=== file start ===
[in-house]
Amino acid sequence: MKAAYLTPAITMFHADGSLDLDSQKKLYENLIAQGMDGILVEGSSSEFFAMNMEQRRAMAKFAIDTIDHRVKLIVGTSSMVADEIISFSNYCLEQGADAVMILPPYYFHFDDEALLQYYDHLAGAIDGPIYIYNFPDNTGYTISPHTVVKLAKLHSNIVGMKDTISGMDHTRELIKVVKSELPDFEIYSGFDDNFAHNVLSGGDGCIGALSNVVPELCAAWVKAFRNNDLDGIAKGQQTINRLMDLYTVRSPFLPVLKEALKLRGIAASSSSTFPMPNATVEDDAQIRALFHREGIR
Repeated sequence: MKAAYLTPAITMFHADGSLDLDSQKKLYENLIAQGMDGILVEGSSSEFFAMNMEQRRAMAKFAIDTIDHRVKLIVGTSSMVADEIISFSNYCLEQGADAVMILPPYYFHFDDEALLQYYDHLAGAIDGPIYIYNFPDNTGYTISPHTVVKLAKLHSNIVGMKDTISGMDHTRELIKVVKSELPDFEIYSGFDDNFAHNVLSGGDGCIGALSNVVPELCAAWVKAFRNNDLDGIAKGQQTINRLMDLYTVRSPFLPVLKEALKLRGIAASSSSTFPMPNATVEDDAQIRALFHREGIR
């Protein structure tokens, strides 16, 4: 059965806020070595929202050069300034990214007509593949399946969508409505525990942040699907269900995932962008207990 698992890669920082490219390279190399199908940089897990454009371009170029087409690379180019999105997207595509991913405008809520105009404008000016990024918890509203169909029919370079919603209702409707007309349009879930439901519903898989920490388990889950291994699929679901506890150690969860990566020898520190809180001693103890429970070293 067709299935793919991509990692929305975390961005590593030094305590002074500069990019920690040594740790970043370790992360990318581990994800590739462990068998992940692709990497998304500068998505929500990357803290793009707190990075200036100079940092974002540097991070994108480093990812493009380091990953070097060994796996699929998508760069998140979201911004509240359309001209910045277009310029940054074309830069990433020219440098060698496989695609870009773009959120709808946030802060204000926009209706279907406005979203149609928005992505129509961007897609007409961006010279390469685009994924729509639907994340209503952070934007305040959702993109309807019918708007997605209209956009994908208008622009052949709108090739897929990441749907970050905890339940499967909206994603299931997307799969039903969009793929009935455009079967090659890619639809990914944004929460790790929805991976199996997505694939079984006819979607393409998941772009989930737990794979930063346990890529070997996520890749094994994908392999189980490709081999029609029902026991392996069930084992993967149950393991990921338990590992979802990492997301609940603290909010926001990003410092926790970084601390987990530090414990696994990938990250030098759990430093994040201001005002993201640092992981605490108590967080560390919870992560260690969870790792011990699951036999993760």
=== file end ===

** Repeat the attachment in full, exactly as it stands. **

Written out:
[in-house]
Amino acid sequence: MKAAYLTPAITMFHADGSLDLDSQKKLYENLIAQGMDGILVEGSSSEFFAMNMEQRRAMAKFAIDTIDHRVKLIVGTSSMVADEIISFSNYCLEQGADAVMILPPYYFHFDDEALLQYYDHLAGAIDGPIYIYNFPDNTGYTISPHTVVKLAKLHSNIVGMKDTISGMDHTRELIKVVKSELPDFEIYSGFDDNFAHNVLSGGDGCIGALSNVVPELCAAWVKAFRNNDLDGIAKGQQTINRLMDLYTVRSPFLPVLKEALKLRGIAASSSSTFPMPNATVEDDAQIRALFHREGIR
Repeated sequence: MKAAYLTPAITMFHADGSLDLDSQKKLYENLIAQGMDGILVEGSSSEFFAMNMEQRRAMAKFAIDTIDHRVKLIVGTSSMVADEIISFSNYCLEQGADAVMILPPYYFHFDDEALLQYYDHLAGAIDGPIYIYNFPDNTGYTISPHTVVKLAKLHSNIVGMKDTISGMDHTRELIKVVKSELPDFEIYSGFDDNFAHNVLSGGDGCIGALSNVVPELCAAWVKAFRNNDLDGIAKGQQTINRLMDLYTVRSPFLPVLKEALKLRGIAASSSSTFPMPNATVEDDAQIRALFHREGIR
């Protein structure tokens, strides 16, 4: 059965806020070595929202050069300034990214007509593949399946969508409505525990942040699907269900995932962008207990 698992890669920082490219390279190399199908940089897990454009371009170029087409690379180019999105997207595509991913405008809520105009404008000016990024918890509203169909029919370079919603209702409707007309349009879930439901519903898989920490388990889950291994699929679901506890150690969860990566020898520190809180001693103890429970070293 067709299935793919991509990692929305975390961005590593030094305590002074500069990019920690040594740790970043370790992360990318581990994800590739462990068998992940692709990497998304500068998505929500990357803290793009707190990075200036100079940092974002540097991070994108480093990812493009380091990953070097060994796996699929998508760069998140979201911004509240359309001209910045277009310029940054074309830069990433020219440098060698496989695609870009773009959120709808946030802060204000926009209706279907406005979203149609928005992505129509961007897609007409961006010279390469685009994924729509639907994340209503952070934007305040959702993109309807019918708007997605209209956009994908208008622009052949709108090739897929990441749907970050905890339940499967909206994603299931997307799969039903969009793929009935455009079967090659890619639809990914944004929460790790929805991976199996997505694939079984006819979607393409998941772009989930737990794979930063346990890529070997996520890749094994994908392999189980490709081999029609029902026991392996069930084992993967149950393991990921338990590992979802990492997301609940603290909010926001990003410092926790970084601390987990530090414990696994990938990250030098759990430093994040201001005002993201640092992981605490108590967080560390919870992560260690969870790792011990699951036999993760």